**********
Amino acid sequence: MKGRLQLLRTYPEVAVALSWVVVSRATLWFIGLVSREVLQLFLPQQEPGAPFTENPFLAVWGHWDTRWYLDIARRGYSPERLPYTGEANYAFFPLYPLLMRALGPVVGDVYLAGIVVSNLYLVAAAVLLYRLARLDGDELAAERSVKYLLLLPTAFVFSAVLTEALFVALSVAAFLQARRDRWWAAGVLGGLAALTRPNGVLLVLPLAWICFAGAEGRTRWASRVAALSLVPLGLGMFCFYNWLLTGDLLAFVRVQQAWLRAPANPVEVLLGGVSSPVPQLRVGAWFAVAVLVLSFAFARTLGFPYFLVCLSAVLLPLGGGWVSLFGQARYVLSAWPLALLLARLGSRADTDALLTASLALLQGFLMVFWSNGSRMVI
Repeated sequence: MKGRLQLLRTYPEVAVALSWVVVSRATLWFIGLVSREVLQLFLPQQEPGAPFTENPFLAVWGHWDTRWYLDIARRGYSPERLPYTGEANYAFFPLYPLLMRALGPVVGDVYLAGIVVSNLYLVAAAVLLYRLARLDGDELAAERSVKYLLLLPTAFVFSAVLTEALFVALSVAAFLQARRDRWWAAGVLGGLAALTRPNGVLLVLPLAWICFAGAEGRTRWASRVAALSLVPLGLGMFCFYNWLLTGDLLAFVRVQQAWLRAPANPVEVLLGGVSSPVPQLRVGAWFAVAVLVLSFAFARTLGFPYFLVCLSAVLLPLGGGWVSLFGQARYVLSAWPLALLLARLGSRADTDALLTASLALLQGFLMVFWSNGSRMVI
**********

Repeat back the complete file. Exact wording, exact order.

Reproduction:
Amino acid sequence: MKGRLQLLRTYPEVAVALSWVVVSRATLWFIGLVSREVLQLFLPQQEPGAPFTENPFLAVWGHWDTRWYLDIARRGYSPERLPYTGEANYAFFPLYPLLMRALGPVVGDVYLAGIVVSNLYLVAAAVLLYRLARLDGDELAAERSVKYLLLLPTAFVFSAVLTEALFVALSVAAFLQARRDRWWAAGVLGGLAALTRPNGVLLVLPLAWICFAGAEGRTRWASRVAALSLVPLGLGMFCFYNWLLTGDLLAFVRVQQAWLRAPANPVEVLLGGVSSPVPQLRVGAWFAVAVLVLSFAFARTLGFPYFLVCLSAVLLPLGGGWVSLFGQARYVLSAWPLALLLARLGSRADTDALLTASLALLQGFLMVFWSNGSRMVI
Repeated sequence: MKGRLQLLRTYPEVAVALSWVVVSRATLWFIGLVSREVLQLFLPQQEPGAPFTENPFLAVWGHWDTRWYLDIARRGYSPERLPYTGEANYAFFPLYPLLMRALGPVVGDVYLAGIVVSNLYLVAAAVLLYRLARLDGDELAAERSVKYLLLLPTAFVFSAVLTEALFVALSVAAFLQARRDRWWAAGVLGGLAALTRPNGVLLVLPLAWICFAGAEGRTRWASRVAALSLVPLGLGMFCFYNWLLTGDLLAFVRVQQAWLRAPANPVEVLLGGVSSPVPQLRVGAWFAVAVLVLSFAFARTLGFPYFLVCLSAVLLPLGGGWVSLFGQARYVLSAWPLALLLARLGSRADTDALLTASLALLQGFLMVFWSNGSRMVI